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New Report Says Bangladesh Alliance Overstated Factory Progress

A report out this week by labor rights organizations said the Alliance for Bangladesh Worker Safety has inflated the progress made by factories in the Southeast Asian nation’s garment sector.

In their analysis of remediation progress at Alliance member factories, the International Labor Rights Forum, the Worker Rights Consortium, the Clean Clothes Campaign and Maquila Solidarity Network, said they found “considerable delays” in repairing factories’ safety defects.

“Even more concerning is the fact that the Alliance overstates progress: many other factories listed as ‘on track’ on the Alliance website still face major safety hazards,” Clean Clothes Campaign said in a statement on its website. “This means that hundred thousands of workers stitching clothes for Walmart, Gap, VF Corporation, Target and Hudson’s Bay Company, and their European subsidiaries Asda (Walmart), Galeria Kaufhof and Galeria Inno (both HBC), continue to work in hazardous conditions.”

The Alliance was born out of the Rana Plaza building collapse that killed more than 1,100 workers in Bangladesh in 2013 with the aim of addressing fire safety, structural and electrical hazards in factories there over the duration of the project’s five-year life.

In its most recent report, the Alliance said it has made “significant progress” toward its goal of improving the ready-made garment sector’s safety in Bangladesh. It said it has been working with member factories to prioritize the most critical repairs, including installing fire doors and reinforcing structural beams. So far, according to the Alliance, 55 percent of those high-priority repairs have been completed.

At the time of the report’s release in October, Ellen O’Kane Tauscher, independent chair of the Alliance said, “By July 2018, all Alliance factories will have either completed their high-priority repairs or have been suspended from the Alliance’s list of suppliers.”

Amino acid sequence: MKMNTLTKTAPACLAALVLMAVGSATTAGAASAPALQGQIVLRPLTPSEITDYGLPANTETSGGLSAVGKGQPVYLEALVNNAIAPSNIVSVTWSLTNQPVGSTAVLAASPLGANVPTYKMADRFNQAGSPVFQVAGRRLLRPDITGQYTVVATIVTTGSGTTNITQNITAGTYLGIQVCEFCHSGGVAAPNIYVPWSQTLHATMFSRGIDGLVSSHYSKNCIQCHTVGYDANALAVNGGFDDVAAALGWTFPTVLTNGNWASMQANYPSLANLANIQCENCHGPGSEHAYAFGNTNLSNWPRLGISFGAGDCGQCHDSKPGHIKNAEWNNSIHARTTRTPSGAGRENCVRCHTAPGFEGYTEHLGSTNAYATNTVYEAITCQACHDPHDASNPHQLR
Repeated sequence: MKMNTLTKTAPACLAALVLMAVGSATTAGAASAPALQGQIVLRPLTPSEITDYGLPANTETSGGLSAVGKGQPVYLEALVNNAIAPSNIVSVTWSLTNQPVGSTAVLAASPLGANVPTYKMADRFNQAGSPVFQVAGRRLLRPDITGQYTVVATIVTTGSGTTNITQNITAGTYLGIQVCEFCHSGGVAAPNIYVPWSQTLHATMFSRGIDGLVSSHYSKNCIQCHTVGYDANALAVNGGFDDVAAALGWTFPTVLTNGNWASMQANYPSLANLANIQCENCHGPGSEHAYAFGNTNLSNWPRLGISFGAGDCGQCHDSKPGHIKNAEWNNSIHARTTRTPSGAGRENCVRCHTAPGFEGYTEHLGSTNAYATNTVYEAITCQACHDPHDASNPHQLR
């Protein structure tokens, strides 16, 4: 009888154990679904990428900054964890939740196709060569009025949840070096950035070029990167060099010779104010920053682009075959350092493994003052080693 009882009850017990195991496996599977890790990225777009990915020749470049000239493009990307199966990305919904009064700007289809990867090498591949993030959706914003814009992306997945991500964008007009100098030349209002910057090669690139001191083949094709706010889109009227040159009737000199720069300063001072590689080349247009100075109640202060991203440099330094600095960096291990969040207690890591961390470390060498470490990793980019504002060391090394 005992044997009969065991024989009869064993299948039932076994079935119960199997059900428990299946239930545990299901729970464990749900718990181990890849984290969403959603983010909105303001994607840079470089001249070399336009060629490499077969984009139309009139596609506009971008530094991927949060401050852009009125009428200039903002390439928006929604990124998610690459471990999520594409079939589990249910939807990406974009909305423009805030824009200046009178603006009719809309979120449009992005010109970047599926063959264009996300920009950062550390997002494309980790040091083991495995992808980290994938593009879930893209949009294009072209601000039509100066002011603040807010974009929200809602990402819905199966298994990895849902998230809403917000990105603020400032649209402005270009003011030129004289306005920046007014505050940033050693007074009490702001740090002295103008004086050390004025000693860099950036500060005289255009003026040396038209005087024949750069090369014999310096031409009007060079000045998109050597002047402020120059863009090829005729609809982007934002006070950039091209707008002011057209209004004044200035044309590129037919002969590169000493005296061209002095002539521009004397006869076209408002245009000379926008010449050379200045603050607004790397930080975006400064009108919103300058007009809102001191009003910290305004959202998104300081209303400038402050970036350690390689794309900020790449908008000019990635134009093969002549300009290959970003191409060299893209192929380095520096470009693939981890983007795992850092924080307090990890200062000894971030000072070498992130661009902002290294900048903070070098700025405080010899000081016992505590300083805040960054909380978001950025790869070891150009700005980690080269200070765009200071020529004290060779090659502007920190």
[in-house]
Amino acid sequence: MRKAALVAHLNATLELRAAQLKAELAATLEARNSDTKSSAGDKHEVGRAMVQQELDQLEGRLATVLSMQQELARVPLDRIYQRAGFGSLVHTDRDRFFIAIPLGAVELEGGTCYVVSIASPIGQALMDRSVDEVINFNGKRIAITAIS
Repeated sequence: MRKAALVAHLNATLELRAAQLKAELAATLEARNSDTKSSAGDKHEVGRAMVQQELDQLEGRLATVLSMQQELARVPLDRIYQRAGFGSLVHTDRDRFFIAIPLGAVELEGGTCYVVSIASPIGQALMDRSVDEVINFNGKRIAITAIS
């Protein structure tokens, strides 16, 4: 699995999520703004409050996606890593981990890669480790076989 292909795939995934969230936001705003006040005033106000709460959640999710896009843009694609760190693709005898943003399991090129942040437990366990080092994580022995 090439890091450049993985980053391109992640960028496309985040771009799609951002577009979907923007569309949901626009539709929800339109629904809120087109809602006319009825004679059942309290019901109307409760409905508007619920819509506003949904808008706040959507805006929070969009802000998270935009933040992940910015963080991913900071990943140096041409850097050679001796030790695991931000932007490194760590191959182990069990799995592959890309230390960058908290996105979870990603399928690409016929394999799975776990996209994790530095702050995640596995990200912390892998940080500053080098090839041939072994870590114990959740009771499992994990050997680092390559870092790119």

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The quad of labor rights orgs identified 175 factories covered by both the Alliance and the Accord on Fire and Building Safety in Bangladesh making for the aforementioned major brands. What it found in looking at what was described as “detailed” inspection reports from the Accord, was that more than half of them, which were all inspected more than a year and a half ago, still don’t have adequate fire exits, lack approved fire alarm systems or still have “major” structural problems.

“As we have been forced to rely on reporting by the Accord for this recent assessment we can only judge progress in the limited group where both initiatives are playing a role in improving repairs,” Sam Maher from Clean Clothes Campaign said. “Because of the lack of transparency in the Alliance reporting we have no way of knowing if the risks are even more severe in those workplaces where no public scrutiny is possible. Worst still, the workers employed in Alliance factories have no independent way of monitoring how safe they really are at work and must continue risking their safety to make our clothes.”

The Alliance is backed mostly by American brands like Gap, Hudson’s Bay, Macy’s, Target and Walmart, but Clean Clothes Campaign said the initiative’s failure to publicly report remediation progress should be of concern to European consumers too as many Alliance member brands and retailers have a sizeable presence in Europe.

Designating factories as “on track” when they aren’t, Clean Clothes Campaign said, “disregards the failure of factories to address major structural fire hazards within the agreed timelines, thereby creating an exaggerated picture of progress.”

In a response released Tuesday, the Alliance said it stands by its progress, and that in several areas, the report “misrepresents and oversimplifies the complexities of the Alliance and the Bangladesh Accord on Fire and Building Safety’s efforts to improve worker safety in Bangladesh.”

Tauscher said in the statement that the Alliance maintains an ongoing relationship with the Accord meeting monthly and working closely to remediate factories. According to Tauscher, the Accord has never raised any of the issues noted in the report.

Because of setbacks like no suppliers in Bangladesh for the sprinkler system that meets Alliance standards and a lack of internationally-rated fire doors, has meant that, at times, sustainable fixes have taken longer than expected, Tauscher said. But the Alliance is working with suppliers to help them import these things from international markets.

As Tauscher stressed, “There is no doubt that the Alliance has had a transformative impact in strengthening the structural integrity of Bangladeshi factories where millions of women and men make a living each day. We have proven this strong commitment to improve workplace safety in Bangladesh’s garment industry through concrete actions and results.”